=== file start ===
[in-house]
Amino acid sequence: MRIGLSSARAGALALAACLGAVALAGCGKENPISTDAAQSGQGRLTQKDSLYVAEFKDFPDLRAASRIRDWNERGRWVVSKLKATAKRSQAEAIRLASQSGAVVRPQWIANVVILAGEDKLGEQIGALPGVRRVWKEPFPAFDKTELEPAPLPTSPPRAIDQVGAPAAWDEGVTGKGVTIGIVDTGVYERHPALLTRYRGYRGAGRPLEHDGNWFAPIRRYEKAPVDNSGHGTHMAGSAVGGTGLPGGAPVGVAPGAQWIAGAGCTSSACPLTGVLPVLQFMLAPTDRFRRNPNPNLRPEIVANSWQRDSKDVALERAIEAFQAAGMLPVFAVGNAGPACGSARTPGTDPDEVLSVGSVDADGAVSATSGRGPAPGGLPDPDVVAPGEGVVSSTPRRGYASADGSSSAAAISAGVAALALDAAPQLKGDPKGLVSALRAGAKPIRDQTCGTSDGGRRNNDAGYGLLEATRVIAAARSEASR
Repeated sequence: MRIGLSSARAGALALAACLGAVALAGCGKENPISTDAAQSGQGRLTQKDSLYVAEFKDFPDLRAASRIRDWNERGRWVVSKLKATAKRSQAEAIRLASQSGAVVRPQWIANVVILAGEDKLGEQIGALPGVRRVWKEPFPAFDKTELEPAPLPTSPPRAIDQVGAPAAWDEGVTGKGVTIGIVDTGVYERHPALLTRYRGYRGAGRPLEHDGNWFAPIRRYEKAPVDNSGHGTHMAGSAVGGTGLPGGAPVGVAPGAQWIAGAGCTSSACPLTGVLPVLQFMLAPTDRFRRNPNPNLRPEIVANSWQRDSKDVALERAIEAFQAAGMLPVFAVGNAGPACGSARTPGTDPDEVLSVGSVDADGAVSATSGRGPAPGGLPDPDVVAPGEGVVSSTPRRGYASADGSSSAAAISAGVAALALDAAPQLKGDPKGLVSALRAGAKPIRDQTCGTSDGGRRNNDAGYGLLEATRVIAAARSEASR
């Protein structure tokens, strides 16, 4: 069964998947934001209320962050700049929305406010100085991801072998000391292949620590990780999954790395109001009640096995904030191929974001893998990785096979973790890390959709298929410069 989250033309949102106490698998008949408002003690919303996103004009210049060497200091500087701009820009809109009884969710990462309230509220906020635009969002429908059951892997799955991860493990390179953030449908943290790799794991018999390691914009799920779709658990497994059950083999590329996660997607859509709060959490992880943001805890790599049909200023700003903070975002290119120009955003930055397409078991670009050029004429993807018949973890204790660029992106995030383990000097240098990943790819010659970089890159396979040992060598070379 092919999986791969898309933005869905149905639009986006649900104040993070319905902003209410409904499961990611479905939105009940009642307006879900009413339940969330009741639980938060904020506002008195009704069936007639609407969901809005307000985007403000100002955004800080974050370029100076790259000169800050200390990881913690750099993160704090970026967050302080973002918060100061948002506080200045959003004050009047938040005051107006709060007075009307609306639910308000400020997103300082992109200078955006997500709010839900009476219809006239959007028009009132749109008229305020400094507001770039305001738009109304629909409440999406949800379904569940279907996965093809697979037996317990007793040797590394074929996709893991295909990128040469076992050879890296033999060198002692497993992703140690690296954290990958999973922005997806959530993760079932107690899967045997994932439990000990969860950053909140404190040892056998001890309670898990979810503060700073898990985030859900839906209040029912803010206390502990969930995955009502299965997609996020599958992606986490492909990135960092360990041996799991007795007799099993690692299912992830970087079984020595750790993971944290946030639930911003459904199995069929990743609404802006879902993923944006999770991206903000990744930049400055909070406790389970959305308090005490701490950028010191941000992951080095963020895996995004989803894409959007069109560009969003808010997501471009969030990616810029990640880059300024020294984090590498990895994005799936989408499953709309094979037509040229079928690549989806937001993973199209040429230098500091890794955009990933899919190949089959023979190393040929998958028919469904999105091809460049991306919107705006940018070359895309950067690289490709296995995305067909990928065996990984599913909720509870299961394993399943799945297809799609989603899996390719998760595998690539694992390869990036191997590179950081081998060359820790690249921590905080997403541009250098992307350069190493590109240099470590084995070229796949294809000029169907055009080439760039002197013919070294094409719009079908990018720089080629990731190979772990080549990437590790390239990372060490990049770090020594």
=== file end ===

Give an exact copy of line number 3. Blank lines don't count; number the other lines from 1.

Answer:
Repeated sequence: MRIGLSSARAGALALAACLGAVALAGCGKENPISTDAAQSGQGRLTQKDSLYVAEFKDFPDLRAASRIRDWNERGRWVVSKLKATAKRSQAEAIRLASQSGAVVRPQWIANVVILAGEDKLGEQIGALPGVRRVWKEPFPAFDKTELEPAPLPTSPPRAIDQVGAPAAWDEGVTGKGVTIGIVDTGVYERHPALLTRYRGYRGAGRPLEHDGNWFAPIRRYEKAPVDNSGHGTHMAGSAVGGTGLPGGAPVGVAPGAQWIAGAGCTSSACPLTGVLPVLQFMLAPTDRFRRNPNPNLRPEIVANSWQRDSKDVALERAIEAFQAAGMLPVFAVGNAGPACGSARTPGTDPDEVLSVGSVDADGAVSATSGRGPAPGGLPDPDVVAPGEGVVSSTPRRGYASADGSSSAAAISAGVAALALDAAPQLKGDPKGLVSALRAGAKPIRDQTCGTSDGGRRNNDAGYGLLEATRVIAAARSEASR